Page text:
Director Rama Burshtein offers a candid glimpse into Israel’s ultra-Orthodox Jewish community in her debut feature 'Fill The Void', a tender love story with tragic beginnings and a rather disappointing conclusion.
Hadas Yaron stars in the central role as Shira Mendelman, an 18-year-old girl full of giddy excitement at the prospect of meeting her match and getting married. Shira’s dreams are dashed, however, with the sudden death of her pregnant sister. Heartbroken, Shira’s mother (Irit Sheleg) urges her to marry her widowed brother-in-law, the aloof and considerably older Yohai (Yiftach Klein) in an effort to keep the family together.
Burdened by a sense of responsibility and obligation, but also protective of her romantic ideals of marriage, Shira grapples with the decision over whether to marry Yohai and assume the role of mother to his newborn son – a decision that forms the basis of the film.
Burshtein lovingly depicts the many traditions, rites and ceremonies that surround this Jewish community, romanticising rather than criticising – often with charming touches of humour. With very few exterior shots, the vast majority of the scenes take place in crowded rooms, often dreamily half-lit, creating a soft Vermeer-like effect that works well to reinforce the sense of the sheltered social bubble in which Shira lives.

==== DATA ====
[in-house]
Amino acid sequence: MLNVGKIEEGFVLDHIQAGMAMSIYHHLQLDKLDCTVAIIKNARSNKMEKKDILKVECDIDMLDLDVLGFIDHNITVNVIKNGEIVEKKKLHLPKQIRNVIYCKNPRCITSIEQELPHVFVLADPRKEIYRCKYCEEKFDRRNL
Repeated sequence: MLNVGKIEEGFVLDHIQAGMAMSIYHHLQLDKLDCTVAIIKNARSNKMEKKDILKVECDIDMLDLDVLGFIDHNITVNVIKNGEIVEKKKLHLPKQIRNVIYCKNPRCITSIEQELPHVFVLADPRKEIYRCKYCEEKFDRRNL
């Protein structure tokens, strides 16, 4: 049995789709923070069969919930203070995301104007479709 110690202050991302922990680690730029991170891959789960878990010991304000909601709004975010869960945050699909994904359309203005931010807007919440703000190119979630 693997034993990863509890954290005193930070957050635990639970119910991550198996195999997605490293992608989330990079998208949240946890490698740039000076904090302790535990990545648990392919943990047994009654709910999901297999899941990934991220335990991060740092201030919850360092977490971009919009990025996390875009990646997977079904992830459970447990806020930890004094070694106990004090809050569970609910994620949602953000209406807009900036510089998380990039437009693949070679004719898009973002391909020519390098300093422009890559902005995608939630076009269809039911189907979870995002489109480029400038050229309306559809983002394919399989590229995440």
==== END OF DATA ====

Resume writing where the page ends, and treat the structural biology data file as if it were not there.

Commendably, Burshtein avoids well-worn tropes, furnishing her characters with complex motives and conflicts. Shira’s mother isn’t simply domineering or selfish; her judgement is also clouded by grief. Similarly, Yohai isn’t a consummate charmer; neither is he an oppressive villain – and Shira isn’t just a simpering innocent. These complexities are played out very well by Sheleg, Klein and Yaron, who all deliver emotionally intense, nuanced performances.
However, whilst 'Fill The Void' does have its merits, I found the will-she-won’t-she melodrama of it all slightly wearing and tedious, particularly as not much actually materially happens in this slow-paced story.
Similarly, the strained, repressed interactions between the characters do begin to grate. Terse, minimal exchanges underpinned by simmering emotion are all very well, but they also make for long silences and lots of reading between the lines – and that may be slightly too much void-filling to expect from an audience. The anti-climactic ending certainly left me feeling a bit empty.
'Fill The Void' is screening at the 56th BFI London Film Festival, with a final showing tonight at 9pm. For more info and to buy tickets, head to bfi.org.uk/lff.